Code snippets

From Sidvind
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Hold states of various things[edit]


  1. typedef enum {
  2.   ITEM1,
  3.   ITEM2,
  4.   ITEM3,
  5.   ITEM4,
  7.   ITEM_SIZE
  8. } ITEMS;

This will create an enumeration with 4 items excluding the size constant. Now we can declare an array with a size equal to the nr of items in the enum. If we want to change the state of item4 just do fred[ITEM4]=true;. An example of where this is useful: We read keyboard input and set KEY_Q to true when Q is pressed and to false when it is released. This way we can run function barney() as long as KEY_Q is true. Need another key? Just add that to the enumeration, whereever you want. It won't interfere with earlier keys. And you could do like this with anything, ints, char* or even classes. Need to set the default values of the array? Just iterate through it, for (int i=0;i<ITEM_SIZE;i++).

Struct with variable size[edit]


  1. typedef struct {
  2.   int foo;
  3.   float bar;
  4.   char baz[0];
  5. } fred_t;
  7. const char* quux = "my string";
  8. fred_t* barney = malloc( sizeof(fred_t) + strlen(quux) );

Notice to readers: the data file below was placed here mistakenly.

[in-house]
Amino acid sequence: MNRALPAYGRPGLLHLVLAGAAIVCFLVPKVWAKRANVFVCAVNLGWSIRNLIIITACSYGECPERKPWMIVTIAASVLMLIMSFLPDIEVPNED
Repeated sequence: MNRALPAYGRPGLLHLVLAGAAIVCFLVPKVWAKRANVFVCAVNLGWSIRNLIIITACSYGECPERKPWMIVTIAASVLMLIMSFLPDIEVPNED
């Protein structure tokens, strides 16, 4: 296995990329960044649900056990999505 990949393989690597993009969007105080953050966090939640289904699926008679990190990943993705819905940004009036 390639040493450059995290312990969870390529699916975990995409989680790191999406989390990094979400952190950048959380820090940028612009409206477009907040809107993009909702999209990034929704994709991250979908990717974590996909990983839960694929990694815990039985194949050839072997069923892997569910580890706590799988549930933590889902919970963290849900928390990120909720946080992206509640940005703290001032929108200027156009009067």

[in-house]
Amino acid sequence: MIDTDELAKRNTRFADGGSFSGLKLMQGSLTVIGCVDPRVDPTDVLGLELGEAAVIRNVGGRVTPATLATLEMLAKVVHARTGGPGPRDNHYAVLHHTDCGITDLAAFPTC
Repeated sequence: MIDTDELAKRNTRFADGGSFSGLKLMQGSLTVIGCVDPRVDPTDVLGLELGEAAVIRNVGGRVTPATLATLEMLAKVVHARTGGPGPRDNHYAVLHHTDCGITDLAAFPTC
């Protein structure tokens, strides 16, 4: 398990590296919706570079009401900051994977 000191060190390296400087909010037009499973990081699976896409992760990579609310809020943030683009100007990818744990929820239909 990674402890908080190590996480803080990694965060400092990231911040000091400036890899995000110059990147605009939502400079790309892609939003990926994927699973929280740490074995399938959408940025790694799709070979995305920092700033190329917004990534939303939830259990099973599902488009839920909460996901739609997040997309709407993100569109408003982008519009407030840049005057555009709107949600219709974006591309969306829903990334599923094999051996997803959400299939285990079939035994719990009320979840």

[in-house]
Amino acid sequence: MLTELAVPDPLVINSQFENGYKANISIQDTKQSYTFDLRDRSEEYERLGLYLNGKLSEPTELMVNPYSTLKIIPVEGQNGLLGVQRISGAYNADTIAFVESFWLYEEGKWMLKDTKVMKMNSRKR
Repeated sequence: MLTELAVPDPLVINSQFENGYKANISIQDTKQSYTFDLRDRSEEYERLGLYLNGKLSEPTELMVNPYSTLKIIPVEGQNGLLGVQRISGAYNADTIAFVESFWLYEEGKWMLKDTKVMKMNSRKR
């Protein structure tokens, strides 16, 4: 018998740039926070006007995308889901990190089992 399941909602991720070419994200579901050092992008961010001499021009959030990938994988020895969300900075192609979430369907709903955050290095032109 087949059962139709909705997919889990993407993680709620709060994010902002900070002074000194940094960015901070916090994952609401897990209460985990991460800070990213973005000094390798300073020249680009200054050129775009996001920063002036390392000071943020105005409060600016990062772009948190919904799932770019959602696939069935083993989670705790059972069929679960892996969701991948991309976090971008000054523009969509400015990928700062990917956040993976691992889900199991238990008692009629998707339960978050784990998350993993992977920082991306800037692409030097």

9. strcpy(barney->baz, quux);

This is useful if you want to pack data into a struct and not just fill the struct with pointers. As the data is packed tighter this might increase performance (cache misses etc). It's also easier when saving/loading because not pointers has to be handled.

Creating a dynamic library with GCC[edit]


  1. #include "mylib.h"
  3. /**
  4.  * My useless function
  5.  */
  6. int tux(int a,int b){
  7.   return (a+b)/(b-a);
  8. }

This is going to be our library. It has one simple function, tux, which takes to integer parameters and just does some random math with them. It includes a header, mylib.h, which isn't shown here because it just contains the prototype. But remember that the header is just as important as the code itself since we will only be able to call the functions that has its prototypes there. Unless we know about them and writes our own prototypes.

 g++ -fPIC -c dynamic_libary.cpp
 g++ -shared -o dynamic_libary.o

When compiling the library we use the -fPIC argument. This will generate the position-independent code needed when using a library. When we link our code we use the argument -shared to create a shared dynamic library. Well, thats it. It isn't any harder than that. I suggest you now copy your header to /usr/include and the libary to /usr/lib. Remember that if the library name is Barney, the file should be named


  1. #include <mylib.h>            /* Since the header is */
  2. #include <iostream>           /* located in /usr/include */
  3.                               /* we can use <> */
  4. using namespace std;
  6. int main(int argc,char* argv[]){
  8.   cout << tux(5,10) << endl;
  10.   return 0;
  11. }

To use the library just include the header with the prototypes and we can use the function. When linking just include the argument -lTest.